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Myths and Legends of British North America

Katharine Berry Judson

Book Overview: 

[The Native American] story tellers of the camp related, with dramatic gestures, stories of the Days of the Grandfathers, in the beginning of the Newness of Things. Nothing was too large or too small to come within the bounds of their beliefs, or within the play of their fancy. Only authentic myths and legends have been used in the compilation of this volume. The leading authorities are the publications of the United States Bureau of Ethnology, of the Jesup North Pacific Expedition, of the Memoirs of the American Museum of Natural History, as well as the ethnological publications of the Canadian Bureau of Mines. As in all other volumes of this series, only the quaint, the pure, and the beautiful, has been taken from the tales of the Indians. Any one wishing pure ethnology, good and bad together, would do better to go to ethnological reports. The material here is from these tribes: Haida, Eastern Eskimo, Bella Coola, Wyandot, Cree, Thompson River, Carrier, Shuswap, Lillooet, Ojibwa, Central Eskimo, Chicotin, Kwakiutl, Nicola Valley and Fraser River, Algonquin.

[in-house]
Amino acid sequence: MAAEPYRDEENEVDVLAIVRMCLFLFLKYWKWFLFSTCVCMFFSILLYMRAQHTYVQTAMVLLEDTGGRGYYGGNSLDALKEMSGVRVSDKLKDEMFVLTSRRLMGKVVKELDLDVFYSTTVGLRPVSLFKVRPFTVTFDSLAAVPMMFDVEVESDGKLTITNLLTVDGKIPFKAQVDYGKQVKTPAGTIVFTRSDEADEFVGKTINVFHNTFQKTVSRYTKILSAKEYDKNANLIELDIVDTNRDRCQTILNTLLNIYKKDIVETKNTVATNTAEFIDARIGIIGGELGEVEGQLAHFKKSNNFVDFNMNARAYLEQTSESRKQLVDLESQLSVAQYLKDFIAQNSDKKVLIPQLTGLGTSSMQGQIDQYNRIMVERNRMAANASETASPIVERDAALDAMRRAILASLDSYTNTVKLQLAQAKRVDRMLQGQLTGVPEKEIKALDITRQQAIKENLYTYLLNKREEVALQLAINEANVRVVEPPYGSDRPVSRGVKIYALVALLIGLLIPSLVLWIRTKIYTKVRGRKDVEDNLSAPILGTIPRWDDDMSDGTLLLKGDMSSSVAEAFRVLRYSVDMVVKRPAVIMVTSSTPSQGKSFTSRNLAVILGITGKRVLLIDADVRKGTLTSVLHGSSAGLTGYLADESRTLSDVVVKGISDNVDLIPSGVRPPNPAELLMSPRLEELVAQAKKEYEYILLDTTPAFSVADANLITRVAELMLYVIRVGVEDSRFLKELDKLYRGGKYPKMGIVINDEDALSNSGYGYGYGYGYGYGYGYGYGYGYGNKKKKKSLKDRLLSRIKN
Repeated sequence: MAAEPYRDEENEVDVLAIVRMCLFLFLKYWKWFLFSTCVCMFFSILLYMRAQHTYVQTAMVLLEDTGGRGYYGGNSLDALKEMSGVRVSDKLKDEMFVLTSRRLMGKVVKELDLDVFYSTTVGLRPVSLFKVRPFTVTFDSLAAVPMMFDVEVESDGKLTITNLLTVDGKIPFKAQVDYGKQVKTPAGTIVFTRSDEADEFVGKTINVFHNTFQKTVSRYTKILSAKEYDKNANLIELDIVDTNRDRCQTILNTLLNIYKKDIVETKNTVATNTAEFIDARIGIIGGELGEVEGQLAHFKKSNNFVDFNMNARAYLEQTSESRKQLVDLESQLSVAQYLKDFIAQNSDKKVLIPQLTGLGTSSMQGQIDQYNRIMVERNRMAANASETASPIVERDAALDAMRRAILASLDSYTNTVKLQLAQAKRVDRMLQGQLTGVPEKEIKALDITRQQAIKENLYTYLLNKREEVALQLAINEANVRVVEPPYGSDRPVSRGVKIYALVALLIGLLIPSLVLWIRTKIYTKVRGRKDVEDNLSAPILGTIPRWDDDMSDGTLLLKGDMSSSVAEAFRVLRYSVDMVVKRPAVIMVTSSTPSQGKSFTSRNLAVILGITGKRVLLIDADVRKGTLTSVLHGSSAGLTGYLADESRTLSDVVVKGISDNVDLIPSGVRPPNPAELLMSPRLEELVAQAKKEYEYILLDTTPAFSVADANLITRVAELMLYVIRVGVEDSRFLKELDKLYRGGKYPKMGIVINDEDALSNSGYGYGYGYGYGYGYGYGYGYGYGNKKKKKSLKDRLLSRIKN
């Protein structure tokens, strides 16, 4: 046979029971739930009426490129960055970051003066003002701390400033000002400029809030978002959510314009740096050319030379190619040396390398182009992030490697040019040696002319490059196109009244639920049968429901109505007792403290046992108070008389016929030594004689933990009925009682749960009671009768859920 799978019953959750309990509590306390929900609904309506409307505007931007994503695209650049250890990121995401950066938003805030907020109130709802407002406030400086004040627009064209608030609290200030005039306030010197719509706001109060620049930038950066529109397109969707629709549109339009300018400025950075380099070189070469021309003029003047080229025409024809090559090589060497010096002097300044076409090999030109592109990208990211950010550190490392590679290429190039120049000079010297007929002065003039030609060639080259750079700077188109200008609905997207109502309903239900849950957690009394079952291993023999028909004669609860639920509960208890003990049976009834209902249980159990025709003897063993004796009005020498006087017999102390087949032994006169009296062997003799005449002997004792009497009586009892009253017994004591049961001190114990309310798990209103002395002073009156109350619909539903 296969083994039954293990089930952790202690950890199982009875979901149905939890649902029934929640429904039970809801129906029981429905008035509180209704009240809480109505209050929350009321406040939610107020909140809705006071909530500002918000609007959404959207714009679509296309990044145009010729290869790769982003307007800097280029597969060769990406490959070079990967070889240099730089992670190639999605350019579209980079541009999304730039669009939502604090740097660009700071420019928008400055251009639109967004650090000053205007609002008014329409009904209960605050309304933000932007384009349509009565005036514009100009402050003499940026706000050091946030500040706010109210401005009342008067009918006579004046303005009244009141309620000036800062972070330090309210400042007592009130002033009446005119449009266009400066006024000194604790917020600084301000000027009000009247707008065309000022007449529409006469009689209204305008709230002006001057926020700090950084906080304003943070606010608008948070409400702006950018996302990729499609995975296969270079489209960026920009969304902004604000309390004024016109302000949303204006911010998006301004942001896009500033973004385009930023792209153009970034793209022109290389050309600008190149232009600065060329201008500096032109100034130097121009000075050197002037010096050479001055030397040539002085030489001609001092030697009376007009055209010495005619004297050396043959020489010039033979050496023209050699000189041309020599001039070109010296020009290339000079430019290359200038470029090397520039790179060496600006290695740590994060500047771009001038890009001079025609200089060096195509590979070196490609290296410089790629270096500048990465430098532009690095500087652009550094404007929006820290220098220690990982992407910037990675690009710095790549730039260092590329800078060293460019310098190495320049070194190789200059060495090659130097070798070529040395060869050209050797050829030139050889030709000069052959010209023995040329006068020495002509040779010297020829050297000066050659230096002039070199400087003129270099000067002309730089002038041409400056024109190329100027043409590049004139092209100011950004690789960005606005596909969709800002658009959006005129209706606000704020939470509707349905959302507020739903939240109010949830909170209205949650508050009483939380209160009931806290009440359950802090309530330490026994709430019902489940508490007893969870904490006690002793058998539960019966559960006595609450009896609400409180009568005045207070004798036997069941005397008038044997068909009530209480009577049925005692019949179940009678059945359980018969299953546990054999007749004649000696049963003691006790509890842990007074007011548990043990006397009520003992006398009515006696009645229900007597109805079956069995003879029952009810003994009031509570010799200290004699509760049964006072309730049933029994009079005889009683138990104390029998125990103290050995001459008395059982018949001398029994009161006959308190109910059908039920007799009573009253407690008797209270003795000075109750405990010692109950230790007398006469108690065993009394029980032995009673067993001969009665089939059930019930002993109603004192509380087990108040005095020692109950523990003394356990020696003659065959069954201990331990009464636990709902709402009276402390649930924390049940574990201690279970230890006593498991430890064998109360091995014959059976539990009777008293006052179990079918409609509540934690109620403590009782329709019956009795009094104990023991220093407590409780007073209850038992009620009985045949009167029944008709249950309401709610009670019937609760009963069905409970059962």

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Book Excerpt: 
. . .The chief’s daughter was lying near by. As the men dug, a sudden noise startled them. They jumped back. They had broken through the floor of the Sky Land, and the tree and the chief’s daughter fell through.

Now the world beneath was a great sheet of water. There was no land anywhere. Swans swimming about on the water heard a peal of thunder. It was the first peal ever heard in this world. When they looked upward, they saw the tree and the strange woman falling from the Sky Land. One of them said, “What strange thing is falling down?” Then he added, “The water will not hold her up. Let us swim together so she will fall upon our backs.” So the chief’s daughter fell upon their backs, and rested there.


After a while one swan said, “What shall we do with her? We cannot swim about this way very long.” The other said, “Let us ask Big Turtle. He will probably call a council. Then we shall know what . . . Read More